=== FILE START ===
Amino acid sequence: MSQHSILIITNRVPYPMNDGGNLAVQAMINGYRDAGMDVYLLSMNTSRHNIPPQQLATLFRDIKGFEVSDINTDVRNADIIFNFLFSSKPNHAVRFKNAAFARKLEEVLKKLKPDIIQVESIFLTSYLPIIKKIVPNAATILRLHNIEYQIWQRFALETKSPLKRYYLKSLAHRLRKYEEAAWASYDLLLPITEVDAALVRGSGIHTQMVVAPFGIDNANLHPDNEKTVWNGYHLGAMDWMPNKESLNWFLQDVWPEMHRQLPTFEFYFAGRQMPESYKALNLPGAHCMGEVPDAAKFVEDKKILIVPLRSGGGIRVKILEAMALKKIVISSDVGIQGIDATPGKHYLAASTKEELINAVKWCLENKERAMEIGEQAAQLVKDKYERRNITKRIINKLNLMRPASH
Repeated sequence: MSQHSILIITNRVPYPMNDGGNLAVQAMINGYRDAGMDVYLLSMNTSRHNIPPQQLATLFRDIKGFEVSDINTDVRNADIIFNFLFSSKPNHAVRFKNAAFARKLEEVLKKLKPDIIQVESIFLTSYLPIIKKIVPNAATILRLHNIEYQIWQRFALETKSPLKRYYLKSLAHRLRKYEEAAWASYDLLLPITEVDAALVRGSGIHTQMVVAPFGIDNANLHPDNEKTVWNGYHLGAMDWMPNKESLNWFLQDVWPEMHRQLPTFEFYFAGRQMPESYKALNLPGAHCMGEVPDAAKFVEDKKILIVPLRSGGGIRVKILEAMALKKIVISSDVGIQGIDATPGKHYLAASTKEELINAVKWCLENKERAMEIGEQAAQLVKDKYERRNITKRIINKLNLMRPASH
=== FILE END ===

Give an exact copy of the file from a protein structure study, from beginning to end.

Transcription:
Amino acid sequence: MSQHSILIITNRVPYPMNDGGNLAVQAMINGYRDAGMDVYLLSMNTSRHNIPPQQLATLFRDIKGFEVSDINTDVRNADIIFNFLFSSKPNHAVRFKNAAFARKLEEVLKKLKPDIIQVESIFLTSYLPIIKKIVPNAATILRLHNIEYQIWQRFALETKSPLKRYYLKSLAHRLRKYEEAAWASYDLLLPITEVDAALVRGSGIHTQMVVAPFGIDNANLHPDNEKTVWNGYHLGAMDWMPNKESLNWFLQDVWPEMHRQLPTFEFYFAGRQMPESYKALNLPGAHCMGEVPDAAKFVEDKKILIVPLRSGGGIRVKILEAMALKKIVISSDVGIQGIDATPGKHYLAASTKEELINAVKWCLENKERAMEIGEQAAQLVKDKYERRNITKRIINKLNLMRPASH
Repeated sequence: MSQHSILIITNRVPYPMNDGGNLAVQAMINGYRDAGMDVYLLSMNTSRHNIPPQQLATLFRDIKGFEVSDINTDVRNADIIFNFLFSSKPNHAVRFKNAAFARKLEEVLKKLKPDIIQVESIFLTSYLPIIKKIVPNAATILRLHNIEYQIWQRFALETKSPLKRYYLKSLAHRLRKYEEAAWASYDLLLPITEVDAALVRGSGIHTQMVVAPFGIDNANLHPDNEKTVWNGYHLGAMDWMPNKESLNWFLQDVWPEMHRQLPTFEFYFAGRQMPESYKALNLPGAHCMGEVPDAAKFVEDKKILIVPLRSGGGIRVKILEAMALKKIVISSDVGIQGIDATPGKHYLAASTKEELINAVKWCLENKERAMEIGEQAAQLVKDKYERRNITKRIINKLNLMRPASH